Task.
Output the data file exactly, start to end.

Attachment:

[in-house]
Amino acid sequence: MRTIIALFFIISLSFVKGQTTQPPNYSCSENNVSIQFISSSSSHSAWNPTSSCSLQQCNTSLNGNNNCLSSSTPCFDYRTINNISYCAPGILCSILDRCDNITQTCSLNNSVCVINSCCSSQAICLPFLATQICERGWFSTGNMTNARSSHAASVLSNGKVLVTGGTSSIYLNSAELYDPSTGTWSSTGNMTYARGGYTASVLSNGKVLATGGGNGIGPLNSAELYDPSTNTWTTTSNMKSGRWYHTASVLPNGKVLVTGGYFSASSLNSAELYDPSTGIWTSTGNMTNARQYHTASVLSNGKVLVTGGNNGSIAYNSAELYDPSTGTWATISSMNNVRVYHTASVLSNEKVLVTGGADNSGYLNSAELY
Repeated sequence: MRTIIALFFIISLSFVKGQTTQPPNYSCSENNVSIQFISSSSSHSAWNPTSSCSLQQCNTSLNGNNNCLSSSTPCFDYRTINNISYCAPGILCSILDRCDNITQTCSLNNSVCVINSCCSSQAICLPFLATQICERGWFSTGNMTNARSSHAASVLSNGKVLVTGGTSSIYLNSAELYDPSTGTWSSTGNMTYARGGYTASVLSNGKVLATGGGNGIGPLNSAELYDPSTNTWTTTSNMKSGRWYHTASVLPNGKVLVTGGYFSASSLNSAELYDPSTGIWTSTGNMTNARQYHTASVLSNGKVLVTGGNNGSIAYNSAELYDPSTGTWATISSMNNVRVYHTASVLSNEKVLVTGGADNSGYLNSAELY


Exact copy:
[in-house]
Amino acid sequence: MRTIIALFFIISLSFVKGQTTQPPNYSCSENNVSIQFISSSSSHSAWNPTSSCSLQQCNTSLNGNNNCLSSSTPCFDYRTINNISYCAPGILCSILDRCDNITQTCSLNNSVCVINSCCSSQAICLPFLATQICERGWFSTGNMTNARSSHAASVLSNGKVLVTGGTSSIYLNSAELYDPSTGTWSSTGNMTYARGGYTASVLSNGKVLATGGGNGIGPLNSAELYDPSTNTWTTTSNMKSGRWYHTASVLPNGKVLVTGGYFSASSLNSAELYDPSTGIWTSTGNMTNARQYHTASVLSNGKVLVTGGNNGSIAYNSAELYDPSTGTWATISSMNNVRVYHTASVLSNEKVLVTGGADNSGYLNSAELY
Repeated sequence: MRTIIALFFIISLSFVKGQTTQPPNYSCSENNVSIQFISSSSSHSAWNPTSSCSLQQCNTSLNGNNNCLSSSTPCFDYRTINNISYCAPGILCSILDRCDNITQTCSLNNSVCVINSCCSSQAICLPFLATQICERGWFSTGNMTNARSSHAASVLSNGKVLVTGGTSSIYLNSAELYDPSTGTWSSTGNMTYARGGYTASVLSNGKVLATGGGNGIGPLNSAELYDPSTNTWTTTSNMKSGRWYHTASVLPNGKVLVTGGYFSASSLNSAELYDPSTGIWTSTGNMTNARQYHTASVLSNGKVLVTGGNNGSIAYNSAELYDPSTGTWATISSMNNVRVYHTASVLSNEKVLVTGGADNSGYLNSAELY